2019 Edition

Stages won 0
Overall ranking 4
Competitors in race 7
Sporting managers : WEGELIUS Charly / SOUTHAM Tom

EF EDUCATION FIRST

The former Garmin team, which made its Tour debut eleven years ago in Brest, is proof that financial clout and programming are not the be-all and end-all of modern cycling. Despite working with one of the smallest budgets in the division and the uncertainties clouding its future, it managed to place Rigoberto Urán on the second step of the podium in 2017. Pink-clad Education First took over with Cannondale's support. The origin story of this American team lies in the anti-doping philosophy championed by two men: manager Jonathan Vaughters and David Millar, a rider reborn following a salutary break.

Christian Vande Velde's fourth place in Paris preceded another three unexpected top 10 finishes: Bradley Wiggins, fourth in 2009, Ryder Hesjedal, seventh in 2010 and Tom Danielson, ninth in 2011. Andrew Talansky's 10th place in 2013 put the team back on track after a hapless 2012 edition (mass crash in Lorraine). Having won the Critérium du Dauphiné in 2014, the American "pit bull" was forced to quit the Tour the following year with a heavy heart and a battered body, but his team recovered remarkably to win a thrilling victory in Bergerac thanks to Ramūnas Navardauskas.

The team from Boulder, Colorado then entered a dry spell that lasted until Urán's bike thrust carried the day in Chambéry in 2017. In 2015, Talansky finished eleventh overall and second in Pra-Loup, Dan Martin was second in Mûr-de-Bretagne and Cauterets, and Hesjedal finished third on the Alpe d'Huez. 2016 and 2018 were two lacklustre years for the outfit, with Urán a mere shadow of his former self and withdrawing from the race before the start of stage 12 in Bourg-Saint-Maurice due to the sequelae of a crash in the cobblestones of northern France. The team's major exploit in the previous edition was American Lawson Craddock managing to hold onto the bottom place in the general classification from beginning to end, soldiering on to Paris despite cracking his shoulder blade in a crash in the opening stage. EF Education First will be fielding Canadian former runner Michael Woods alongside Urán. The 32-year-old will be making his Tour debut after taking home the bronze medal in the last world championship (behind Alejandro Valverde and Romain Bardet).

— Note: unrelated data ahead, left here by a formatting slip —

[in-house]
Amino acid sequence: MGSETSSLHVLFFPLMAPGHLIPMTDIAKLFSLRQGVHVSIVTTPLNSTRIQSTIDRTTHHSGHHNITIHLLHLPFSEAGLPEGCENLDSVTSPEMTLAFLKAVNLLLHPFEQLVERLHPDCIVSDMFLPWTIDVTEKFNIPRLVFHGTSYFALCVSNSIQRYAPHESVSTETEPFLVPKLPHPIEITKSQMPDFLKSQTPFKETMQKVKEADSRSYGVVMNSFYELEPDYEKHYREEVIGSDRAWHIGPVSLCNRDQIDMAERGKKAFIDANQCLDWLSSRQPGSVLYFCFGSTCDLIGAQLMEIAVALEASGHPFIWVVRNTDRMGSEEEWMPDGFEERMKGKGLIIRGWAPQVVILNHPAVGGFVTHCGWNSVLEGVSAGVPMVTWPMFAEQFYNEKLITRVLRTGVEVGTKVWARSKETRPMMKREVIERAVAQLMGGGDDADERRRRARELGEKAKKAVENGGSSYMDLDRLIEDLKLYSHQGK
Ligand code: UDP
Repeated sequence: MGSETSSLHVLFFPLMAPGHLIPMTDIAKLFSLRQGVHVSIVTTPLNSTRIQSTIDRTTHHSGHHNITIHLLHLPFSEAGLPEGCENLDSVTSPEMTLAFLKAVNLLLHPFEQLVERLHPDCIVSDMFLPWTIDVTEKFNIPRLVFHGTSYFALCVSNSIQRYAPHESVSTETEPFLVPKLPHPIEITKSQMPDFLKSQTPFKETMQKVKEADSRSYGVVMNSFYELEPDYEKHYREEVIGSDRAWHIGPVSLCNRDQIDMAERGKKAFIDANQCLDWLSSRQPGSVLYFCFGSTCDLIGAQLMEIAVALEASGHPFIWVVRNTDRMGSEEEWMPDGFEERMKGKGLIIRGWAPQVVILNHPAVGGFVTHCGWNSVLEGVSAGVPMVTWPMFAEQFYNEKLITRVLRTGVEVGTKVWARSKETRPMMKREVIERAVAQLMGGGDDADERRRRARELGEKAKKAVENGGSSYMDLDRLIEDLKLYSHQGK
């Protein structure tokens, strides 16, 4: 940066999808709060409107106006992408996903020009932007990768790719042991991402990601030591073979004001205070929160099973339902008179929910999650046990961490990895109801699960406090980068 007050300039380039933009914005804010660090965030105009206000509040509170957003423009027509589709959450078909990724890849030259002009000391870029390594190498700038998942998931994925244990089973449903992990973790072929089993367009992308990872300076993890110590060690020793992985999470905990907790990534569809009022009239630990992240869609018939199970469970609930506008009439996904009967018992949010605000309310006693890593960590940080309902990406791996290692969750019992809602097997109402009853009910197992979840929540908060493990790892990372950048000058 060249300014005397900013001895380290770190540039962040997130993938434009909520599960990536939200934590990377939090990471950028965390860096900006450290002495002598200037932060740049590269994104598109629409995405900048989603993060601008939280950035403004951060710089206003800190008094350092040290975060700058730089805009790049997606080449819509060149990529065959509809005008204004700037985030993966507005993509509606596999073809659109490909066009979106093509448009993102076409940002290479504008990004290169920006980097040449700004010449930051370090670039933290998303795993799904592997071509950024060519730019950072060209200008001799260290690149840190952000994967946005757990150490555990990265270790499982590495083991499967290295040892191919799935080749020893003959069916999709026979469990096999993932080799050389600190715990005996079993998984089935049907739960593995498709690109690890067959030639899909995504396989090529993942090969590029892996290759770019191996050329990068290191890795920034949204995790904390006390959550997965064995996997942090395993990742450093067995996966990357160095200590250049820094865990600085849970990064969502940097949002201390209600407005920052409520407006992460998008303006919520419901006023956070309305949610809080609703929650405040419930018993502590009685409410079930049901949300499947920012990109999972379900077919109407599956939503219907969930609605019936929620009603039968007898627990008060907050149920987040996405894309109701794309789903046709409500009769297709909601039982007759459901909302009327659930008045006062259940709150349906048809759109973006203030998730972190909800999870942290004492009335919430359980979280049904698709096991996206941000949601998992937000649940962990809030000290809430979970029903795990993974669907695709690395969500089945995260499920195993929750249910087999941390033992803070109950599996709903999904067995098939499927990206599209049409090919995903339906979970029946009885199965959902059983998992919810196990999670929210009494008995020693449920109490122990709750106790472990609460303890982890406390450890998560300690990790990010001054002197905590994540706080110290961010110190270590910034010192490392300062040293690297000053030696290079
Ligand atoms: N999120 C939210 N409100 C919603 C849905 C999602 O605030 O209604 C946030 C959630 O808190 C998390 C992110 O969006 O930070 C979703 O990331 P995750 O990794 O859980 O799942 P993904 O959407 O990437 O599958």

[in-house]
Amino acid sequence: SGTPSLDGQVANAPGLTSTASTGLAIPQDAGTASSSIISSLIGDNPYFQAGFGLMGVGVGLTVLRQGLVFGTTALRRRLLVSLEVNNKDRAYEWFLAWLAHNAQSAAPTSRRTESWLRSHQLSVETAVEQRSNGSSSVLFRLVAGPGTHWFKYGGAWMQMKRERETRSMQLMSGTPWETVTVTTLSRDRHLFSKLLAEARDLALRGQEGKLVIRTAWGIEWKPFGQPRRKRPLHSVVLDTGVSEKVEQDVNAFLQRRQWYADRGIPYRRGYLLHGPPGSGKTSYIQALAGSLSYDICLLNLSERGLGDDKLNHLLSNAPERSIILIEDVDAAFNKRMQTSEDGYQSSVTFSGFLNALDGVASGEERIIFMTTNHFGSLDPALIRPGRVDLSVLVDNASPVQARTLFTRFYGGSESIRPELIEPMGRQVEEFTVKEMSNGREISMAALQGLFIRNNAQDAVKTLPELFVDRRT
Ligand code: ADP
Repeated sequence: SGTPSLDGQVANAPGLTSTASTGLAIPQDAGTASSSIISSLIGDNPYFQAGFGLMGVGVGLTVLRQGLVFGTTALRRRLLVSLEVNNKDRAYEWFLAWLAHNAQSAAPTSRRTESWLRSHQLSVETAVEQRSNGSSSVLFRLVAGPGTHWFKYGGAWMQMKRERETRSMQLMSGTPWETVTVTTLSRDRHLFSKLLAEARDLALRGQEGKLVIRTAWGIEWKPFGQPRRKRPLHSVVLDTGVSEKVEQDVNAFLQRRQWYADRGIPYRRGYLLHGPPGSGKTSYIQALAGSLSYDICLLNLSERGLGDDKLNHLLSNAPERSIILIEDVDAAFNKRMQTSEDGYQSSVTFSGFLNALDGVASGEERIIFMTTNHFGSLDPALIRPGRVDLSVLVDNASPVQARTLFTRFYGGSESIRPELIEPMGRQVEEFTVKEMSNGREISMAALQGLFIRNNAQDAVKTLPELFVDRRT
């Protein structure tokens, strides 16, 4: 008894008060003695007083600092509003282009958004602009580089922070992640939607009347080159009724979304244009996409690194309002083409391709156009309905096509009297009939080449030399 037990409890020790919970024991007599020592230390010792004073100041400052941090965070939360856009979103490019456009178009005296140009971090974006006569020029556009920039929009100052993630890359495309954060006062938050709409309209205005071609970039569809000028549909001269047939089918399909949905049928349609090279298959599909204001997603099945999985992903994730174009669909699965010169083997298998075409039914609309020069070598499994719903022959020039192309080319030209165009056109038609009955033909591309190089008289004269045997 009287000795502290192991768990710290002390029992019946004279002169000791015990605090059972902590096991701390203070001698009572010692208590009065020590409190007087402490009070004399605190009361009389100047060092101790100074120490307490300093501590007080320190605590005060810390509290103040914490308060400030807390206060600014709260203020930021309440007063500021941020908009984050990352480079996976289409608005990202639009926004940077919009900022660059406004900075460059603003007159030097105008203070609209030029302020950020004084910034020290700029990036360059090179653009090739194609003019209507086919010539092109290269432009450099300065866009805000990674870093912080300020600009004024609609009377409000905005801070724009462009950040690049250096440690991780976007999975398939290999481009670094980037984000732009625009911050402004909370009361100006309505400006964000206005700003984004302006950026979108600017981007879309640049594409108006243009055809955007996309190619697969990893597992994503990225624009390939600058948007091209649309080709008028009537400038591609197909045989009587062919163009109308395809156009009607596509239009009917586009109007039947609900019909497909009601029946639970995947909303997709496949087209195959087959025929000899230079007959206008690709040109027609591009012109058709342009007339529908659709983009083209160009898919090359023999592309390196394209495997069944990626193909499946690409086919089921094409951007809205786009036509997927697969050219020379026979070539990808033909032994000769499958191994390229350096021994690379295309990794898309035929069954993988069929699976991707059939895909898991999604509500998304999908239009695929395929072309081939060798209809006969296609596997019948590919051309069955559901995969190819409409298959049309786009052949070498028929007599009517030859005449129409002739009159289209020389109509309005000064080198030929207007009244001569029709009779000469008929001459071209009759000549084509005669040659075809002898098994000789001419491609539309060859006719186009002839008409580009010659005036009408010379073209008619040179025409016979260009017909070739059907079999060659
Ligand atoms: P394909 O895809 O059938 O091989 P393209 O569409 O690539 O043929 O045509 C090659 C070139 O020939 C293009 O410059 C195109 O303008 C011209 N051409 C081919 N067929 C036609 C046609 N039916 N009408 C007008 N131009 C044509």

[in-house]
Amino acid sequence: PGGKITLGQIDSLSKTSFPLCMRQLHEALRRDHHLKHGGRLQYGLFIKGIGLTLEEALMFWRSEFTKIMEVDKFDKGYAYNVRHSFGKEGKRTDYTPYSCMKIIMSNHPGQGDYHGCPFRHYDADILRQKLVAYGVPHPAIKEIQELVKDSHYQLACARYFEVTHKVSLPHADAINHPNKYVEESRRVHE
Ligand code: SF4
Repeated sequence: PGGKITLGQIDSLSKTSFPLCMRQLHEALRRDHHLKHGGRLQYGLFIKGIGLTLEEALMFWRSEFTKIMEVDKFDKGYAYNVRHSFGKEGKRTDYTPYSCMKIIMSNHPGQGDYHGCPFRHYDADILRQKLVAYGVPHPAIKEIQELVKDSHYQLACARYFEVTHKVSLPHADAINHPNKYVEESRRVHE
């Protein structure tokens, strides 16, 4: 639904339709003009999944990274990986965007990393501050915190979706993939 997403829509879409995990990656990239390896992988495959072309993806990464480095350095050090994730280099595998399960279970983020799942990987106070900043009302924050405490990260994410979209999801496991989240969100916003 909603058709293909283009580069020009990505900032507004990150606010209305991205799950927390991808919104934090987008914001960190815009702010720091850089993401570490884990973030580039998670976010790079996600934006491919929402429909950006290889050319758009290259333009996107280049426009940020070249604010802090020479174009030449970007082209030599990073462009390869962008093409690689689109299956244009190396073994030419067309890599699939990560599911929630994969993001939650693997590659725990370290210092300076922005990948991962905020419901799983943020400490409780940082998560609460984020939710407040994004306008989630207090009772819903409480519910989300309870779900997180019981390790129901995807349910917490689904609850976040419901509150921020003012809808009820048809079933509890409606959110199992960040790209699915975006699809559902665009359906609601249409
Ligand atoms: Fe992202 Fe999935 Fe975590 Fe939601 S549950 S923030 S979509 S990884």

• Final victory 0
  • Stages victories 8
  • Yellows Jerseys 7
  • Other race Won 1

Stage wins: 8

  • 2011: team time trial in Les Essarts, Tyler Farrar in Redon and Thor Hushovd in Lourdes and Gap
  • 2012: David Millar in Annonay-Davézieux
  • 2013: Dan Martin in Bagnères-de-Bigorre
  • 2014: Ramūnas Navardauskas in Bergerac
  • 2017: Rigoberto Urán in Chambéry

Secondary classification wins: 1

  • 2011: team classification

Yellow jerseys: 7

  • 2011: Thor Hushovd, seven days

A FIGURE

2: the best place in the Tour de France overall classification achieved by Jonathan Vaughters' men so far: Rigoberto Urán, who improved the fourth-place finishes of Christian Vande Velde in 2008 and Bradley Wiggins in 2009.

MILESTONES

7 July 2009: in the team time trial, its speciality, Jonathan Vaughters' team goes head to head with the Astana powerhouse, a prelude to Bradley Wiggins' fourth place in the final classification.

4 July 2011: the day after his dream of winning the team time trial comes true, Vaughters savours the triumph of his home-grown sprinter Tyler Farrar in Redon and Thor Hushovd's yellow jersey.

13 July 2012: David Millar, the embodiment of the team's anti-doping policy, experiences final redemption by reacquainting himself with success at the Tour in Annonay Davézieux.

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